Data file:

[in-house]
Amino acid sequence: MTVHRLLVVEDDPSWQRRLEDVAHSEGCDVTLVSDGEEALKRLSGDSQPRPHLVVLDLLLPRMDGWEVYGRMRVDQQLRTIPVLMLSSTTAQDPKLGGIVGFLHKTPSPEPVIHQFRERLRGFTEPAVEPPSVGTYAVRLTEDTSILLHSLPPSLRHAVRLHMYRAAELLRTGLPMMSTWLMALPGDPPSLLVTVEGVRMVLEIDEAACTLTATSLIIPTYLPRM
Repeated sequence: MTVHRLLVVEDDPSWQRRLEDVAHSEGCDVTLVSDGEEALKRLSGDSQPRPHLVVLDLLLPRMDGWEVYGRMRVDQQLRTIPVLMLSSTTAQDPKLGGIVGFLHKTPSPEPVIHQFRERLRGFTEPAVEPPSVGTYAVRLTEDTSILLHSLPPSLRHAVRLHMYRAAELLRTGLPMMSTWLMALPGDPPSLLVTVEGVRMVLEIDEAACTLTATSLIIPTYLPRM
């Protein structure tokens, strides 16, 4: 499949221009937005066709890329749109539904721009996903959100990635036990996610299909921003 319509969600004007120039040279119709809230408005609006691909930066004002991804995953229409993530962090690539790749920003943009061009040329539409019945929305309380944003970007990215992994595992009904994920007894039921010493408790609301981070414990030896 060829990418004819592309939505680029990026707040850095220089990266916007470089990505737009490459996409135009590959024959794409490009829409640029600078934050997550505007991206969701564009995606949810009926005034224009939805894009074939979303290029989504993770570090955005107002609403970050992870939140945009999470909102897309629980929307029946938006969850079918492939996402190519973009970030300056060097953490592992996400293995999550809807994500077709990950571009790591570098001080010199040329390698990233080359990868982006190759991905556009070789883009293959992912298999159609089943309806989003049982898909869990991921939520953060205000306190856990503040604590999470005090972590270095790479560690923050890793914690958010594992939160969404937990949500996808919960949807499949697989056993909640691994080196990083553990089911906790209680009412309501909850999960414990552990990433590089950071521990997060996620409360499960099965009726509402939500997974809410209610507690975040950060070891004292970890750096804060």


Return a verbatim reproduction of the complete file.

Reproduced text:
[in-house]
Amino acid sequence: MTVHRLLVVEDDPSWQRRLEDVAHSEGCDVTLVSDGEEALKRLSGDSQPRPHLVVLDLLLPRMDGWEVYGRMRVDQQLRTIPVLMLSSTTAQDPKLGGIVGFLHKTPSPEPVIHQFRERLRGFTEPAVEPPSVGTYAVRLTEDTSILLHSLPPSLRHAVRLHMYRAAELLRTGLPMMSTWLMALPGDPPSLLVTVEGVRMVLEIDEAACTLTATSLIIPTYLPRM
Repeated sequence: MTVHRLLVVEDDPSWQRRLEDVAHSEGCDVTLVSDGEEALKRLSGDSQPRPHLVVLDLLLPRMDGWEVYGRMRVDQQLRTIPVLMLSSTTAQDPKLGGIVGFLHKTPSPEPVIHQFRERLRGFTEPAVEPPSVGTYAVRLTEDTSILLHSLPPSLRHAVRLHMYRAAELLRTGLPMMSTWLMALPGDPPSLLVTVEGVRMVLEIDEAACTLTATSLIIPTYLPRM
């Protein structure tokens, strides 16, 4: 499949221009937005066709890329749109539904721009996903959100990635036990996610299909921003 319509969600004007120039040279119709809230408005609006691909930066004002991804995953229409993530962090690539790749920003943009061009040329539409019945929305309380944003970007990215992994595992009904994920007894039921010493408790609301981070414990030896 060829990418004819592309939505680029990026707040850095220089990266916007470089990505737009490459996409135009590959024959794409490009829409640029600078934050997550505007991206969701564009995606949810009926005034224009939805894009074939979303290029989504993770570090955005107002609403970050992870939140945009999470909102897309629980929307029946938006969850079918492939996402190519973009970030300056060097953490592992996400293995999550809807994500077709990950571009790591570098001080010199040329390698990233080359990868982006190759991905556009070789883009293959992912298999159609089943309806989003049982898909869990991921939520953060205000306190856990503040604590999470005090972590270095790479560690923050890793914690958010594992939160969404937990949500996808919960949807499949697989056993909640691994080196990083553990089911906790209680009412309501909850999960414990552990990433590089950071521990997060996620409360499960099965009726509402939500997974809410209610507690975040950060070891004292970890750096804060």